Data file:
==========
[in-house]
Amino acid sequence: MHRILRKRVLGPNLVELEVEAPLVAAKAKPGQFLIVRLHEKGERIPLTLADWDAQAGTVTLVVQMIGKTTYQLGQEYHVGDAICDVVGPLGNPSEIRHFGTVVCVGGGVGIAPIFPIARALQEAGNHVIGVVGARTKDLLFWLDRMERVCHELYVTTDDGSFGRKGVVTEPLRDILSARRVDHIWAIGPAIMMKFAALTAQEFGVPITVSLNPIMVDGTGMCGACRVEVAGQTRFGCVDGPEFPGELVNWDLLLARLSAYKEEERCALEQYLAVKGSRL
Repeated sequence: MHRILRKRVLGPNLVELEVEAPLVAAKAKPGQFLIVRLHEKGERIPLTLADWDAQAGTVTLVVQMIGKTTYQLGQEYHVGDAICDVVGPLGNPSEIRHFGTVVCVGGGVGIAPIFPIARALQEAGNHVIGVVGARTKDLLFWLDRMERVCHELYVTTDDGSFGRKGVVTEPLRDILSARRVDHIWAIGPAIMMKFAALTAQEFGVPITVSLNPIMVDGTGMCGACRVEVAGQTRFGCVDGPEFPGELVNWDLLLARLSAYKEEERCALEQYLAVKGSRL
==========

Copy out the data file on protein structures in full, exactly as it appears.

[in-house]
Amino acid sequence: MHRILRKRVLGPNLVELEVEAPLVAAKAKPGQFLIVRLHEKGERIPLTLADWDAQAGTVTLVVQMIGKTTYQLGQEYHVGDAICDVVGPLGNPSEIRHFGTVVCVGGGVGIAPIFPIARALQEAGNHVIGVVGARTKDLLFWLDRMERVCHELYVTTDDGSFGRKGVVTEPLRDILSARRVDHIWAIGPAIMMKFAALTAQEFGVPITVSLNPIMVDGTGMCGACRVEVAGQTRFGCVDGPEFPGELVNWDLLLARLSAYKEEERCALEQYLAVKGSRL
Repeated sequence: MHRILRKRVLGPNLVELEVEAPLVAAKAKPGQFLIVRLHEKGERIPLTLADWDAQAGTVTLVVQMIGKTTYQLGQEYHVGDAICDVVGPLGNPSEIRHFGTVVCVGGGVGIAPIFPIARALQEAGNHVIGVVGARTKDLLFWLDRMERVCHELYVTTDDGSFGRKGVVTEPLRDILSARRVDHIWAIGPAIMMKFAALTAQEFGVPITVSLNPIMVDGTGMCGACRVEVAGQTRFGCVDGPEFPGELVNWDLLLARLSAYKEEERCALEQYLAVKGSRL